News (Text)


When:
October 9, 2018 @ 1:00 am
2018-10-09T01:00:00+05:30
2018-10-09T01:15:00+05:30

NEWS

9 OCTOBER 2018

Sr. No.

Topic

News

1.

GS III: ECONOMY – NOBEL

Nobel Prize for Economics announced

2.

GS II: POLITY – STATES – NRC

SC tags Tripura NRC plea with Assam case

3.

GS II: SOCIAL – WOMEN & CHILDREN

Three petitions challenge Sabarimala ruling in SC

4.

GS II: BILATERAL – INDIA-ASIA

Two Indian oil PSUs place orders for Iranian crude

5.

GS II: POLITY – ELECTIONS

Just 8.3% polling for local bodies in Kashmir Valley

6.

GS III: SECURITY

BrahMos engineer held for ‘ISI links’

7.

GS III: ENVIRONMENT – CLIMATE CHANGE

India faces threat of deadly heat waves, says UN climate report

8.

GS II: POLITY – ELECTIONS

Poll contestants should declare health status: HC

9.

GS I: CULTURE

Study throws light on megalithic site

10.

GS II: SOCIAL- LABOUR

Amid worker exodus, Rupani assures safety

11.

GS III: ECONOMY – BANKING

SC pulls up RBI as banks go slow on lowering interest rates

12.

GS II: INTERNATIONAL – USA

United States should stop misguided actions, says China

13.

GS III: ECONOMY – INDICATORS

October starts with heavy FPI selling

14.

GS III: ECONOMY – INDICATORS

India to be the 11th wealthiest, says BCG

GS III: ECONOMY – NOBEL

Nobel Prize for Economics announced

GS II: POLITY – STATES – NRC

SC tags Tripura NRC plea with Assam case

  • The Supreme Court issued notice to the government on a public interest litigation petition to update the National Register of Citizens (NRC) in Tripuraas is being done in Assam, in order to detect and deport the “illegal immigrants” from Bangladesh.
  • A three-judge Bench, led by Chief Justice of India Ranjan Gogoi, directed the court registry to tag the petition, filed by the Tripura People’s Front and some others, along with the petitions in the Assam NRC case.
  • It would now be heard by a Special Bench monitoring the Assam NRC case. Chief Justice Gogoi heads it.
  • The petition asked the Supreme Court to direct the authorities to update the NRC with respect to Tripura in terms of Rules 3 and 4 of The Citizenship (Registration of Citizens and Issue of National Identity Cards) Rules, 2003, by taking July 19, 1948, as the cut-off date as provided for in Article 6 of the Constitution.
  • “Uncontrolled influx of illegal migrants from Bangladesh has caused huge demographic changes in Tripura… Tripura was a predominantly tribal State, but now it has become a non-tribal State… Indigenous people, who were once the majority, have now become a minority in their own land,” it claimed.

GS II: SOCIAL – WOMEN & CHILDREN

Three petitions challenge Sabarimala ruling in SC

  • Three separate petitions asked the Supreme Court to review its September 28 judgment allowing women of all ages entry into the Sabarimala temple.
  • ‘Reform’ does not mean rendering a religious practice out of existence on the basis of a PIL petition filed by “third parties” who do not believe in the Sabarimala deity, the petitions contended.
  • A Constitution Bench, in a majority of 4:1, upheld the 12-year-old PIL petition filed by Indian Young Lawyers Association challenging the prohibition of women, aged between 10 and 50, from undertaking the pilgrimage.
  • The Bench found that a restriction on a woman solely based on her menstrual status was a smear on her individual dignity.

GS II: BILATERAL – INDIA-ASIA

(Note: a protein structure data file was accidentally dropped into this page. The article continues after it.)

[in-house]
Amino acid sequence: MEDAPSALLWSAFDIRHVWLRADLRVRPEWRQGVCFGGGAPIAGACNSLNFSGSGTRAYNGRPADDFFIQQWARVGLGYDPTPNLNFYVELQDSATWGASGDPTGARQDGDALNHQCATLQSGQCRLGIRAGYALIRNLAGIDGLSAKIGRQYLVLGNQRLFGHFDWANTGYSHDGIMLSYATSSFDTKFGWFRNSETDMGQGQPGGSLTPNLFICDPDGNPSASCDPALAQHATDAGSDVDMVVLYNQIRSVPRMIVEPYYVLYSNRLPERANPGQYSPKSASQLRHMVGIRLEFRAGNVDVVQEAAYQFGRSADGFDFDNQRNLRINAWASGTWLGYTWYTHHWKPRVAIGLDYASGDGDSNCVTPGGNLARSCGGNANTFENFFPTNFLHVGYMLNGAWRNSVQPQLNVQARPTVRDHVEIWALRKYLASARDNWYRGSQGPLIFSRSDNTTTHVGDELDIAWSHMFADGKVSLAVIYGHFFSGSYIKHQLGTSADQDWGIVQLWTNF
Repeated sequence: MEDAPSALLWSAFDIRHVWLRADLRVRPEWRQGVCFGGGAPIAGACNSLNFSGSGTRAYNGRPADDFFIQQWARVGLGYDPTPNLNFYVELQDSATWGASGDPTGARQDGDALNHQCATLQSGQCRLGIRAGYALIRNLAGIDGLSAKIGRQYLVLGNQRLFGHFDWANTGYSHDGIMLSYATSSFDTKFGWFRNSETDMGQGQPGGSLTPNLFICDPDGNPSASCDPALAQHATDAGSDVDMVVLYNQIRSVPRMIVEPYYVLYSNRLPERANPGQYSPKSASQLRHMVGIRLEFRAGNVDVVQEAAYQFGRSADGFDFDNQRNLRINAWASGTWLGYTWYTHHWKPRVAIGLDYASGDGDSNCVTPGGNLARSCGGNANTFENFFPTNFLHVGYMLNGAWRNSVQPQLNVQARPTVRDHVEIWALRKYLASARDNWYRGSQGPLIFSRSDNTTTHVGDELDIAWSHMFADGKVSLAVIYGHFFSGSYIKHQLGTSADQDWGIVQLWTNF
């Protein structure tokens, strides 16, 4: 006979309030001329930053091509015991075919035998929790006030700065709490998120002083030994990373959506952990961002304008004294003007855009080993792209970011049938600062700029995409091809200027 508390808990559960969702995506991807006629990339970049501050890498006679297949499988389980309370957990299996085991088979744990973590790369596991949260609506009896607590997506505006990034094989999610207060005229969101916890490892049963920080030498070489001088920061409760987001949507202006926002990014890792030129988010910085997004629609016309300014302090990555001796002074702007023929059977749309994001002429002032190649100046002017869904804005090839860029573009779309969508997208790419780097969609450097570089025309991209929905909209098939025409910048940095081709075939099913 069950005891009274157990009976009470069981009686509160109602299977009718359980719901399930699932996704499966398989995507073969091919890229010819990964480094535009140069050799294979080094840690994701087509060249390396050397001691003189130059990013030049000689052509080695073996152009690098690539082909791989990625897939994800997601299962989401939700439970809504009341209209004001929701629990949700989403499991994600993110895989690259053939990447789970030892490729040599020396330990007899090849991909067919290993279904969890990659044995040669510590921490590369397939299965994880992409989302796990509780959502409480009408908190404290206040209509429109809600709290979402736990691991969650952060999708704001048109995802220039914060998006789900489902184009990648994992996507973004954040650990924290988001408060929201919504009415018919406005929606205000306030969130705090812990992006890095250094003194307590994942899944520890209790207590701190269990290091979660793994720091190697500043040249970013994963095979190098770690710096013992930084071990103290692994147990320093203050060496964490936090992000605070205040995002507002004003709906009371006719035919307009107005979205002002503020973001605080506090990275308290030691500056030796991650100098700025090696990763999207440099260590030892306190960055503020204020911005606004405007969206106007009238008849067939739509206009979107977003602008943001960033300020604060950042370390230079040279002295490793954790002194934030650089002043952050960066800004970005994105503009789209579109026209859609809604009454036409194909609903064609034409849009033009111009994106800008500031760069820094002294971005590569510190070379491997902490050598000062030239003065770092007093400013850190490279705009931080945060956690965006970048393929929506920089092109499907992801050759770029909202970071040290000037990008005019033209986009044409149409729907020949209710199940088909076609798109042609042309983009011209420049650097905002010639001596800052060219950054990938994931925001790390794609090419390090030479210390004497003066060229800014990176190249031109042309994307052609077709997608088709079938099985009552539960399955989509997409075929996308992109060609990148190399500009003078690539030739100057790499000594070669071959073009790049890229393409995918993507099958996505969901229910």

Two Indian oil PSUs place orders for Iranian crude

  • Two Indian state-run oil companies, Indian Oil Corporation and Mangalore Refinery and Petrochemicals, have placed orders for 1.25 million tonnes of Iranian oil to be delivered in November 2018, Petroleum Minister Dharmendra Pradhan said.
  • The move comes in apparent defiance of U.S. sanctions targeting Iran’s crude oil exports that come into effect on November 4.
  • The Indian government has repeatedly requested Washington for a waiver of these sanctions for India, but has not received an affirmative response so far.
  • While private companies like Reliance and Nayara Energy (Essar) have had to drastically reduce their purchases, public sector companies, who are more immune to U.S. strictures, and already have alternate banking arrangements and a “rupee-rial” mechanism, are staying the course for now.
  • On November 4, a second round of U.S. sanctions against Iran will target the oil industry, and impose penalties on oil companies, refineries, insurers and transport companies dealing with Iran.
  • According to an executive order (EO 13846) issued by President Donald Trump, all American and non-American entities were given a six-month “wind-down” period from May 2018, in which to “zero out” all transactions with designated Iranian oil companies and port operators.
  • Although countries like Turkey, Russia, and China have indicated they will go ahead with their oil trade with Iran, the European Union will probably accede in a large measure, given the exposure of their companies to the U.S. banking system.

GS II: POLITY – ELECTIONS

Just 8.3% polling for local bodies in Kashmir Valley

  • Jammu and Kashmir recorded 56.7% turnout in the first phase of urban local bodies elections for 321 wards, with just 8.3 % voters turning up in districts in Kashmir.
  • Polling remained peaceful as no major incident of violence was reported in any designated ‘hypersensitive’ wards in the Valley, barring two minor incidents of stone-pelting in Budgam and Bandipora.
  • The polls witnessed a significant dip in the level of participation compared to the 2011 panchayat polls with 81% turnout.

 

GS III: SECURITY

BrahMos engineer held for ‘ISI links’

  • An engineer working at the BrahMos Aerospace Private Limited centre in Nagpur was arrested on charges of illegally possessing highly sensitive and secret documents, the Uttar Pradesh police said.